Anyway, my Dad found out the hard way. He had a Vista 32-bit machine at home with 2GB. When my Mom got her MacBook, I put 4GB in it.....she uses iPhoto a lot. So, he went out and bought 4GB more RAM. Technically his motherboard supports it, as the BIOS states at bootup. And he looked at the System Info screen in Vista SP1 after installing it saw the 6GB being reported and was a happy camper. Wasn't until I told him to go the the task manager and sure enough, only about 3.58GB was being used.

    Plain an simple, 32-bit Vista or XP will only see this much.

    I think it's wrong how Microsoft changed the way the sys info screen shows the installed RAM in the system. They could at least qualify it with the fact that you an put in as much as your motherboard will take, but Vista 32-bit will only use 3.5GB.

    My MacBook is happily running and seeing 4GB. My Mac Pro is chugging away with 11GB.

  22. speakerwizard macrumors 68000


    Aug 8, 2006
    mac pro with 10GB baby, why close applications? :) haha
  23. Cryptic1911 macrumors member

    Mar 11, 2008
    on XP, open your c:\boot.ini file (its hidden i believe..its been a while) and add /PAE after the line that has all the boot info (disk, etc) and it will see over 2gb
  24. GoKyu macrumors 65816


    Feb 15, 2007
    New Orleans
    That was my thinking too....aside from the fact that I also use programs like Photoshop and Lightroom constantly :)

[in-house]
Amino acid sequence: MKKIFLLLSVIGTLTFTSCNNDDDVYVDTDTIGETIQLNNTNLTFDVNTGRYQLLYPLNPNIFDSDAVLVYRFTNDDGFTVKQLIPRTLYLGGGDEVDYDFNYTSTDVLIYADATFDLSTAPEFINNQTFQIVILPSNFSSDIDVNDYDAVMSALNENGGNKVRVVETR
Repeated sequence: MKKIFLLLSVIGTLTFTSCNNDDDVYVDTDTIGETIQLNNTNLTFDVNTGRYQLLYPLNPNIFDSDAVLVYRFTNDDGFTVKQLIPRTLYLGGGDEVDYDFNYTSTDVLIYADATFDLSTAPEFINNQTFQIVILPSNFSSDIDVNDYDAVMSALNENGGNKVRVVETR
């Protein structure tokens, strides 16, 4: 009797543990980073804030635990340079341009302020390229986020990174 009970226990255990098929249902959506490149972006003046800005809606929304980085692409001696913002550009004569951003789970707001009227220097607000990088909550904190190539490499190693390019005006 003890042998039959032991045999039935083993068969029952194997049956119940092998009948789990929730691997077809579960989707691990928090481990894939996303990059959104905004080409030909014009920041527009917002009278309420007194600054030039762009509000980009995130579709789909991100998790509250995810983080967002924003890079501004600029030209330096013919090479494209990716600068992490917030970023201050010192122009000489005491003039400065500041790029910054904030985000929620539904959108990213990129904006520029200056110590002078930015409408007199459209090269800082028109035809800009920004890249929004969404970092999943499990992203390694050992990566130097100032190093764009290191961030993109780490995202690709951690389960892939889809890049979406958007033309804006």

I keep a lot of stuff open, but I still manage to have minimum of 2-3 gigs free at any time....

  25. Infrared thread starter macrumors 68000


    Mar 28, 2007
    The whole thing is pretty confusing!

    There's the "System Information" referred to here:

    But if that's "System Information", what's this then? :)


    Four of the places where I've found the memory stats.

    ([B]1[/B]) "System Information" as at the codinghorror site. 
      Memory (RAM): 4.00 GB
    ([B]2[/B]) "System Information" as in my screenshot.
      ([B]a[/B]) Installed Physical Memory (RAM) 4.00 GB
      ([B]b[/B]) Total Physical Memory 3.99 GB
      ([B]c[/B]) Available Physical Memory 2.93 GB
    ([B]3[/B]) "About Windows"
      Physical Memory Available to Windows: 4,183,244 KB
    ([B]4[/B]) Task Manager
      Physical Memory (MB) Total 4085
    Running through this:

    1 is the same as 2a. It's the amount of memory physically on the FB-DIMMs before
    Windows and the hardware has had a chance to mangle it. 3 sounds a bit like 2c
    because the word "available" is used for both. But that's not correct. Rather, 3
    is the same as 2b and 4, but that fact is obscured slightly by the use of
    different units. The description "Total Physical Memory" isn't helping anyone
    here. 3, 2b and 4 refer to the amount of memory available for use before Windows
    has booted. It's 4GB minus any "memory holes". Finally, as best as I can make
    out, 2c refers to the amount readily available now for processes that want new
    pages of memory. Insert a suitable definition of "readily available" :)